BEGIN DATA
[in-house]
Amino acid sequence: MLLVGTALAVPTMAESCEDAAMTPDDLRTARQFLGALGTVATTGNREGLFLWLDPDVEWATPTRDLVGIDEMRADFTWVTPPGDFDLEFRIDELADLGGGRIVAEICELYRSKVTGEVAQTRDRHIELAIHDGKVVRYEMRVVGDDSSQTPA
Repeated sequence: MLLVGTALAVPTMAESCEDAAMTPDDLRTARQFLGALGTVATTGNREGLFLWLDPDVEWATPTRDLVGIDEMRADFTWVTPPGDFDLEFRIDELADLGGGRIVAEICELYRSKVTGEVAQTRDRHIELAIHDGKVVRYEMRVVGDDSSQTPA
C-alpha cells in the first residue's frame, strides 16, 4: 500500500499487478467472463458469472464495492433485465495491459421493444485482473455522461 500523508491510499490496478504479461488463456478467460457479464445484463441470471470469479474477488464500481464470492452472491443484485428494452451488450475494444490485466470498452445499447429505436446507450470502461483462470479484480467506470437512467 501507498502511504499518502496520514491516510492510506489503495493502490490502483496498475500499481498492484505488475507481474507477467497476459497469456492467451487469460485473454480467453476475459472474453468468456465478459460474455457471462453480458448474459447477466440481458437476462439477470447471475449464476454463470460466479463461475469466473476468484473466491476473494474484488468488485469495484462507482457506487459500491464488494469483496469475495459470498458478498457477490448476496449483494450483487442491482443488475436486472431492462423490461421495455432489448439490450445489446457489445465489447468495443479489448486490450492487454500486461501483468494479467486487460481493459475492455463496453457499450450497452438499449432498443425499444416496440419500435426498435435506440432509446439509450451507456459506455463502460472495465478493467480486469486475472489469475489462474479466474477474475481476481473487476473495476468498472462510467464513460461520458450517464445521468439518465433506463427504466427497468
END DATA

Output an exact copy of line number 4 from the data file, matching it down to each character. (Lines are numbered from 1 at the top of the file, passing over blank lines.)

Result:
C-alpha cells in the first residue's frame, strides 16, 4: 500500500499487478467472463458469472464495492433485465495491459421493444485482473455522461 500523508491510499490496478504479461488463456478467460457479464445484463441470471470469479474477488464500481464470492452472491443484485428494452451488450475494444490485466470498452445499447429505436446507450470502461483462470479484480467506470437512467 501507498502511504499518502496520514491516510492510506489503495493502490490502483496498475500499481498492484505488475507481474507477467497476459497469456492467451487469460485473454480467453476475459472474453468468456465478459460474455457471462453480458448474459447477466440481458437476462439477470447471475449464476454463470460466479463461475469466473476468484473466491476473494474484488468488485469495484462507482457506487459500491464488494469483496469475495459470498458478498457477490448476496449483494450483487442491482443488475436486472431492462423490461421495455432489448439490450445489446457489445465489447468495443479489448486490450492487454500486461501483468494479467486487460481493459475492455463496453457499450450497452438499449432498443425499444416496440419500435426498435435506440432509446439509450451507456459506455463502460472495465478493467480486469486475472489469475489462474479466474477474475481476481473487476473495476468498472462510467464513460461520458450517464445521468439518465433506463427504466427497468